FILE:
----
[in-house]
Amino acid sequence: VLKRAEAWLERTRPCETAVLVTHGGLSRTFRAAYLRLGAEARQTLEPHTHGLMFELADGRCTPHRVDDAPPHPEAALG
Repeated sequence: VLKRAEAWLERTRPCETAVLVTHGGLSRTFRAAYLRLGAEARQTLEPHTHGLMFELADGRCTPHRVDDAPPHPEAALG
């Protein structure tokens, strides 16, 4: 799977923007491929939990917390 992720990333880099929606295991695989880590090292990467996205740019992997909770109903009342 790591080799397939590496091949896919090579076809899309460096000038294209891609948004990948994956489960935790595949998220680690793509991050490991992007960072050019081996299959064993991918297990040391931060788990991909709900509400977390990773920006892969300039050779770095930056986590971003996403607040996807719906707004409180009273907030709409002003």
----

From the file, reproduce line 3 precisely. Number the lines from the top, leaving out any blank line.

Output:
Repeated sequence: VLKRAEAWLERTRPCETAVLVTHGGLSRTFRAAYLRLGAEARQTLEPHTHGLMFELADGRCTPHRVDDAPPHPEAALG